On Saturday, we headed back to Wales. This time, we planned to stay overnight, which allowed us to head further west than on our last trip. It was a bit of a rocky start, what with it being April Fool’s Day. The kids started with a science test (not a prank), but I caught Lydie trying to put hot sauce on my tooth brush. She wrapped Siracha in paper towels to smuggle it up stairs. She would have gotten away with it, but Julie waved her off. Whew!
By 2 p.m., we reached Kidwelly Castle, but it was pouring rain when we arrived. Team Hubbard travels prepared, so we geared up in rain coats, rain pants, and so-called wellies, which is British for “rain boots.” Of course, shortly after getting all dressed up, the rain started to slacken.
Kidwelly is a great castle. It was built in the late 1300s, with construction not wrapping up until the early 1400s. But more important (for us at least) is that it’s the right amount of ruined. Enough to explore and climb a bit, but not so destroyed as to be boring.
To start, it’s got an underground dungeon that was particularly damp with the rain. It was also stocked with a real convict, imprisoned for attempted hot-saucing no doubt.
There was a small display on the history of the castle, which the kids had no interest in reading. The most they could muster was a bit of cosplay.
Soon enough, the kids were off. I caught up to them briefly when they hit a dead end.
The girls insisted that I wait on this walkway until they ran around to the bottom of the tower behind them. Once they were there, they yelled for me to go inside. Here’s what I saw:
Yep. That’s water. Gross, muddy water. The kids only splashed each other a little as they ran off again. We next corned them up on top of a tower.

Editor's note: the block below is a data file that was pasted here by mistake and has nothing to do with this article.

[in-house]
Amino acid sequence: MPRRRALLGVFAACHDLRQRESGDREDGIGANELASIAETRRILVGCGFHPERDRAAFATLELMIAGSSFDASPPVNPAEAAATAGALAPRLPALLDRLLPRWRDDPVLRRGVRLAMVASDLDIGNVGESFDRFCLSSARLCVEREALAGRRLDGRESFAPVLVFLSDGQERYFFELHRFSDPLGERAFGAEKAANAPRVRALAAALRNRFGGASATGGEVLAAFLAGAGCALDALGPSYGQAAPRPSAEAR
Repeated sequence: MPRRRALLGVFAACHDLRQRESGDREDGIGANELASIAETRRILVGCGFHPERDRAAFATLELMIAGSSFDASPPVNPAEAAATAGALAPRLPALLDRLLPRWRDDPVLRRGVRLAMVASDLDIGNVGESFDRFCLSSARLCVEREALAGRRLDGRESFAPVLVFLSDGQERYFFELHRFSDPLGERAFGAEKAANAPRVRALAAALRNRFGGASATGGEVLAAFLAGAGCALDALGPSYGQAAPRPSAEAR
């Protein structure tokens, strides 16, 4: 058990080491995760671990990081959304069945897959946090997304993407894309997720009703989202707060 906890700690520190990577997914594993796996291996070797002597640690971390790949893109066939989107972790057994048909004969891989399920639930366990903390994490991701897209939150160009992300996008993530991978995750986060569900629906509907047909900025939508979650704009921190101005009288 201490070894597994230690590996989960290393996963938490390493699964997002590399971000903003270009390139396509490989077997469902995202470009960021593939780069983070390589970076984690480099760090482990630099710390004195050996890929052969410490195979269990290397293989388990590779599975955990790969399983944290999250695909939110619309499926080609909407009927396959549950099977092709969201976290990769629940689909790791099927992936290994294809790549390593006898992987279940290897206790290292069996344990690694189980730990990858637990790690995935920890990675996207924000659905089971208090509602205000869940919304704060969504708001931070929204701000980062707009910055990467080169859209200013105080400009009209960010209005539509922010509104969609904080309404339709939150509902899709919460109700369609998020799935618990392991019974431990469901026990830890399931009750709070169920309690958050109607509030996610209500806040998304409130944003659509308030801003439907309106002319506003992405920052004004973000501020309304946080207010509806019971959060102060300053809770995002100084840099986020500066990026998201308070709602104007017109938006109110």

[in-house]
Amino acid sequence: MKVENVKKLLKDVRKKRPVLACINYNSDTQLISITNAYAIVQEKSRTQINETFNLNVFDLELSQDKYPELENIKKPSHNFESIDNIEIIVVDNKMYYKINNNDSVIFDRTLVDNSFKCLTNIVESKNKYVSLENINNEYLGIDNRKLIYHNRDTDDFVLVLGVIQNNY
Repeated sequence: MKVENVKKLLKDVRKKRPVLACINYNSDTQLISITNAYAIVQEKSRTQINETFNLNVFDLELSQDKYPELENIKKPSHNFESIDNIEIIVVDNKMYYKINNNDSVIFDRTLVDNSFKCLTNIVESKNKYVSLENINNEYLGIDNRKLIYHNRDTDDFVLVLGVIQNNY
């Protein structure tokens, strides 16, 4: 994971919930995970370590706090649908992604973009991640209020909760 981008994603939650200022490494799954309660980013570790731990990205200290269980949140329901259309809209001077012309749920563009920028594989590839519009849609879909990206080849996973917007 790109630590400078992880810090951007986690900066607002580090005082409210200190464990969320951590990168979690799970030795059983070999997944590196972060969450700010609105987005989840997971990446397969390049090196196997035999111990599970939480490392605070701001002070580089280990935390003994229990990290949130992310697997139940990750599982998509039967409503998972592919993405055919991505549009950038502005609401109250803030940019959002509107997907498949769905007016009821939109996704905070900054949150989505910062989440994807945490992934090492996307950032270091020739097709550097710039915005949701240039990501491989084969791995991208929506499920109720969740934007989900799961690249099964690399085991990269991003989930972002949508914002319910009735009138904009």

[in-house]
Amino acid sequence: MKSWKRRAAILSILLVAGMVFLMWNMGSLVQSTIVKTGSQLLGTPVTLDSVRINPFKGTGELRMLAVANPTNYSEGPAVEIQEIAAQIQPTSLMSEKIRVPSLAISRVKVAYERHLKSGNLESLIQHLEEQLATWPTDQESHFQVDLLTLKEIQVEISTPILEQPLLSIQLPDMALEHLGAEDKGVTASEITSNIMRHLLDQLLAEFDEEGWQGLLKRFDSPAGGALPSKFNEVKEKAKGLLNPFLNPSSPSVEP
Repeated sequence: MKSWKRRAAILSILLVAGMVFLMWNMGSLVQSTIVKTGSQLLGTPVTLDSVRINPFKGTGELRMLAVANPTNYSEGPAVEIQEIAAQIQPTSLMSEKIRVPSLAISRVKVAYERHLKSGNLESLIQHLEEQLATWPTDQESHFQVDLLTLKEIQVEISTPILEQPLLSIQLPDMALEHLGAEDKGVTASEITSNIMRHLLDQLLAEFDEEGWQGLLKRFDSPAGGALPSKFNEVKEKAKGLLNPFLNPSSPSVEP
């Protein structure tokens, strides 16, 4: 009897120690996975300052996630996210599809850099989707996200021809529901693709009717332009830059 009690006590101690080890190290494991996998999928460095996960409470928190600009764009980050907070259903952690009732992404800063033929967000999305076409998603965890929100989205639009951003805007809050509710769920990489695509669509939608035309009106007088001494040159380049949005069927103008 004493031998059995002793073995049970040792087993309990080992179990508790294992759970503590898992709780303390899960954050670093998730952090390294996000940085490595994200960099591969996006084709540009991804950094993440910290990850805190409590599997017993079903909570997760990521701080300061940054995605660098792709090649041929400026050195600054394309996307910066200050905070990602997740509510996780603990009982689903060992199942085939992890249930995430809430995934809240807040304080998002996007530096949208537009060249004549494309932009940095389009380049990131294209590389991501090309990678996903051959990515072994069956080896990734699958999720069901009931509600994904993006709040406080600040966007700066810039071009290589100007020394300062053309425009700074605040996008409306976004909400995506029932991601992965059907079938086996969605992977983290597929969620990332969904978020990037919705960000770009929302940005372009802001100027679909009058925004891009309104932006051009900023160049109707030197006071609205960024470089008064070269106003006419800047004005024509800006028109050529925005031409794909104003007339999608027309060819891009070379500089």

Lydie found a snail in the castle, and set up a little diorama for it, including a small meal.
From Kidwelly, we headed to Manorbier Castle, which was about an hour away. Unfortunately, when we got there the castle was closed for a wedding.
It was very disappointing, and I was more than a little frustrated. The girls had a great attitude and reminded me of one of our mantras: “There are no mistakes in travelling.” They were right, of course, and we decided to search for some Neolithic stones that were about an our away.
The drive was beautiful. Julie *had* to stop to take a picture of one of the beautiful bridges we encountered as we winded our way through the countryside.
After quite a few twists and turns, we made it to a road with a small lay-by where you could park. It’s about a ten minute walk to get to the stones, along a path that runs between two pastures that were filled with sheep and lambs, lambs, and more lambs. More on them in a minute, but first Pentre Ifan. The stones are the remains of a burial chamber that was erected more than 5000 years ago. So, naturally, we had to climb it. I visited the stones 20 years ago with my parents, and had climbed on top back then, so I was sure it was possible. (My mom had been worried that I would knock the stones down at the time.) We walked around the stones scouting for a good route to the top.
I was pretty certain I had climbed up using those bigger stones on the left. It was about this time that the magic power of the druids started to restore my failing memory of that ascent two decades past. I remembered that I had climbed up on the stones and then stepped onto my dad’s shoulder to reach the top. Completely unrelated to that my dad later developed some shoulder trouble. Druid curse? It was going to take another paternal push for Lydie and Cassie to get on top. Lydie went first.
Cassie was next. I fear that the druid curse may go after my lower back in the coming years.
The kids had a great time scrambling around on top. The capstone weighs 16 tons, but only touches the supporting stones at sharp, narrow points.
The kids jumped down, and Julie and I even managed to get Cassie to take a picture of us. *gasp!*
After thoroughly enjoying the stones, we jumped the fence to walk with the lambs. They were undeniably adorable. Lydie tried with all her might to get close to some of them, but the lambs were to skittish. We hopped back to the other side of the fence, and she tried to cajole them into eating some grass she picked.
The lambs would get close, but at the last minute panic, jump up in the air, and run away. We have adopted this technique for getting away from danger, which we call “Lamb Escape.”
We ended our day by driving to the small village of Laugharne, where we checked in to the Carpenter’s Arms and watched rugby in the pub as if we understood the rules. It had been another great, busy day, and we all fell asleep quickly.